2. A trap in a closed room
There is nothing like having a shiny object in the middle of a room that is an obvious trap and having one of your players ignore all logic and forget to do a perception check. This is a great way to scare them or wipe the party in the mid-levels. If you just want to scare them, I would calculate how many hit points the lowest member has and make the duration just long enough to leave them with just a minuscule amount of life left.
3. In a banquet hall with doors locked
Suppose you want to set the setting for a villain, nothing like crashing a party with Cloudkill. Instead, you can have your allies lock the doors just after they have cast the spell in a room. That way, the weaker NPCs will have no chance if your party doesn’t know how to dispel the spell or open the doors.
4. As a way to shake off pursuers
If you want to shake off any enemy that is following you or doing chip damage, you can use Cloudkill. Your pursuer will have to walk through it and thus take 5d8 of poison damage. To make your escape tactic extra effective, you can combine this by casting Create Bonfire. This spell will hit them if they wall over it.
5. Cleaning out a dungeon
Not sure if the room you are about to enter is free of enemies? Do you suspect something is hiding, but your perception check has failed you? Just use this spell, and you will be sure that anything which is hiding is going to get damaged pretty hard.
6. Stopping an infestation
Is there some kind of goblin, rat, or mouse infestation going on? Well, it’s time to use Cloudkill to get rid of all of these pesky little monsters hiding away. In 5e, it is a great way to get rid of large mobs that would be dangerous if they are going to try and overwhelm you.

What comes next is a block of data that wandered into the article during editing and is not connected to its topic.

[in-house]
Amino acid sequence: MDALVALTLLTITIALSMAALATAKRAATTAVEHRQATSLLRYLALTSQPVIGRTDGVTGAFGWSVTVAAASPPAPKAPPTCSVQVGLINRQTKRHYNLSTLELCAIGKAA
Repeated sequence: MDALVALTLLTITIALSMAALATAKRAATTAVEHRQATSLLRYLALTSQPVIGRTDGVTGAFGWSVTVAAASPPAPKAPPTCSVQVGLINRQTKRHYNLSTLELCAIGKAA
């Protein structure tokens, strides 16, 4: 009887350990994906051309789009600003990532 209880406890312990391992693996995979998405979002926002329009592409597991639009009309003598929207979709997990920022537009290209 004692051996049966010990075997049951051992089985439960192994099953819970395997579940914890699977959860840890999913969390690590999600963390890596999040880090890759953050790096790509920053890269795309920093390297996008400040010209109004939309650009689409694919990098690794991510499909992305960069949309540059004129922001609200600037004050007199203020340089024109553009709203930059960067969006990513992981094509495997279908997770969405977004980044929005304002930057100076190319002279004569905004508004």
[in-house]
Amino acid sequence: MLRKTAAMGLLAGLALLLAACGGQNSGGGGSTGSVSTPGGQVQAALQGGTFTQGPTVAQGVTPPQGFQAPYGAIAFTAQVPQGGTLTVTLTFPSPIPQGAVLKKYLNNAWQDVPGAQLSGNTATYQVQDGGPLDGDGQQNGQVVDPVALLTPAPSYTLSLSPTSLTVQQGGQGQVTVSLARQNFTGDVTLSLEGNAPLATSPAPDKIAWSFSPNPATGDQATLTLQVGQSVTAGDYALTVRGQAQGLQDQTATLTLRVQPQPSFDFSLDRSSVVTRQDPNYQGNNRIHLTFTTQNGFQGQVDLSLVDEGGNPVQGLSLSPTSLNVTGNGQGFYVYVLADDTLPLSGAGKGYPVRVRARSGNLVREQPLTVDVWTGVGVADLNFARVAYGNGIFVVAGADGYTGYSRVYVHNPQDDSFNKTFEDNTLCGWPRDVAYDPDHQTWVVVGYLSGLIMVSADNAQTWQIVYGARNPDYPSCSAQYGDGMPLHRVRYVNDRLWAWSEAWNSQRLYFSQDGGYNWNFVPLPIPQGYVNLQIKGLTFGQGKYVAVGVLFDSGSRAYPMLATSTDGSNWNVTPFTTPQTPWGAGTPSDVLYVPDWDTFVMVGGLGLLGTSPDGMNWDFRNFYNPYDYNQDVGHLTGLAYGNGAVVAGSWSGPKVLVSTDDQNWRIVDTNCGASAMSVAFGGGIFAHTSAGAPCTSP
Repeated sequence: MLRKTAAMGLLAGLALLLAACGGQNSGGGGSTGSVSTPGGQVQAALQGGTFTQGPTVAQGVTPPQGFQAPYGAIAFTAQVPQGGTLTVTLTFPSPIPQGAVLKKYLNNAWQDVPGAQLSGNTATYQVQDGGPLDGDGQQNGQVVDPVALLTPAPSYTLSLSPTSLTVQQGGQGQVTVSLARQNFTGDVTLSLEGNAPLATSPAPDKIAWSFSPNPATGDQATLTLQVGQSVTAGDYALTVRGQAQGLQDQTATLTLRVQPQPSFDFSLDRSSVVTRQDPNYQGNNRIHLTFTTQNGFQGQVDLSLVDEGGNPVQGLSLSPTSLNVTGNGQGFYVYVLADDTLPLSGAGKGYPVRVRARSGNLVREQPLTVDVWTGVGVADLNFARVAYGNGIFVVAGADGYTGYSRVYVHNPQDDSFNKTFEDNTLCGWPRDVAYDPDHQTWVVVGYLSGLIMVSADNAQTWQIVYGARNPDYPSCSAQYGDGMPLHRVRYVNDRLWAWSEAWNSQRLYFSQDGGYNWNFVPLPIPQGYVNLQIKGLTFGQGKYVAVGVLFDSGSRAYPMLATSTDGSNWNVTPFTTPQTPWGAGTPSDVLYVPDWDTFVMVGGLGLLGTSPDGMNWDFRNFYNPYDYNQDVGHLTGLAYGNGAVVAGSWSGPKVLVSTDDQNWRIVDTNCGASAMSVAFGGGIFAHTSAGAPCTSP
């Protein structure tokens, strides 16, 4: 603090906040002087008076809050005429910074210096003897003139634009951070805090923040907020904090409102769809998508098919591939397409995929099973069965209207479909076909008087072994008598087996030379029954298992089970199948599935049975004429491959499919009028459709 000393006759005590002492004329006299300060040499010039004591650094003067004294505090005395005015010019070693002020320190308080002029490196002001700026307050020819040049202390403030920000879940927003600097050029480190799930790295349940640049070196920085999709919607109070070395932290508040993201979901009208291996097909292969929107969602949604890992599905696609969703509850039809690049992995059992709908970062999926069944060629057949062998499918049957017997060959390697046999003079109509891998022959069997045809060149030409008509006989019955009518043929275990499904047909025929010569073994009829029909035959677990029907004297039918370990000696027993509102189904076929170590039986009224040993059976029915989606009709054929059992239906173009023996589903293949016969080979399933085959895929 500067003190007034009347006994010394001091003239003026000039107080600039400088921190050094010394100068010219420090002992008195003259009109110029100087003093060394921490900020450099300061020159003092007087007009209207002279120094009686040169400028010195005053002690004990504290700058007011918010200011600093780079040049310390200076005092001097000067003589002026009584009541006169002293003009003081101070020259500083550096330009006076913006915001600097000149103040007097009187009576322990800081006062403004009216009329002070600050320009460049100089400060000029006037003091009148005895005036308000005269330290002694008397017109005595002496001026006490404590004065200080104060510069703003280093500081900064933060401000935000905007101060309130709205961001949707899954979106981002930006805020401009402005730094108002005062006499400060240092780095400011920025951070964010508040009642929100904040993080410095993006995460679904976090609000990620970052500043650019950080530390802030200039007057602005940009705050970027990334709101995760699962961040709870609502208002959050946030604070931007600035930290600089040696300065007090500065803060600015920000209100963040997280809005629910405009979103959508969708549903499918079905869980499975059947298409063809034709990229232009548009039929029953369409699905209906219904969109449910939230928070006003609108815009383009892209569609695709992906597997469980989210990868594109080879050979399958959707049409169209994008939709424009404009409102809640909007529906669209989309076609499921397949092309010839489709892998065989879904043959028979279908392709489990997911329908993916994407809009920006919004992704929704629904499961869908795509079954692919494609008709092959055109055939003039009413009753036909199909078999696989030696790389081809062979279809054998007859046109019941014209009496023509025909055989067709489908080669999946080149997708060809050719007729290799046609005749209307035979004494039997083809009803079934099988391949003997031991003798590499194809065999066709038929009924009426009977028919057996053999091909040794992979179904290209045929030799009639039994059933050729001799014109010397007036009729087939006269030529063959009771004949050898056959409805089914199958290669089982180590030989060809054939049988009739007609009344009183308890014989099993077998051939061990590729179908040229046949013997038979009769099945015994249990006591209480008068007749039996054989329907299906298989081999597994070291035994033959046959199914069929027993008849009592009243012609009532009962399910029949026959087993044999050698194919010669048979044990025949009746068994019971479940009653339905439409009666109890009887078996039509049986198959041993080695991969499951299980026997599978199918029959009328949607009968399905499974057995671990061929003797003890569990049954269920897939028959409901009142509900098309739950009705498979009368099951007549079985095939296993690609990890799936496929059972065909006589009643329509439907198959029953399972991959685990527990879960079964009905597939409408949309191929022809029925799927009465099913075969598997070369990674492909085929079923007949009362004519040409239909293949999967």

Final remarks about this strong spell
The best way to summarize Cloudkill in 5e is an overpowered spell in the right location that is underpowered at the wrong place. For example, if you are using the spell somewhere where there is a ton of Wind in an open space, the spell will do anything barely and would be considered a complete waste of turn to cast it.
However, you can cast the spell in an enclosed environment that is around 20 feet radius, like the room of a mansion or a cave. If the spell has been upgraded by putting it in a higher spell slot, like the 9th or the 10th, it has the potential to do double the damage.
Faq about Cloudkill 5e
Does Cloudkill deal damage in the starting turn when it is cast?
If the target is within the poisonous fog that Cloudkill spawns, then the spell will do damage on the starting turn when it is cast. If the target is not in a fog, it won’t take damage. However, remember that the cloud is able to move 10 feet per turn, so it can cause damage on the second turn.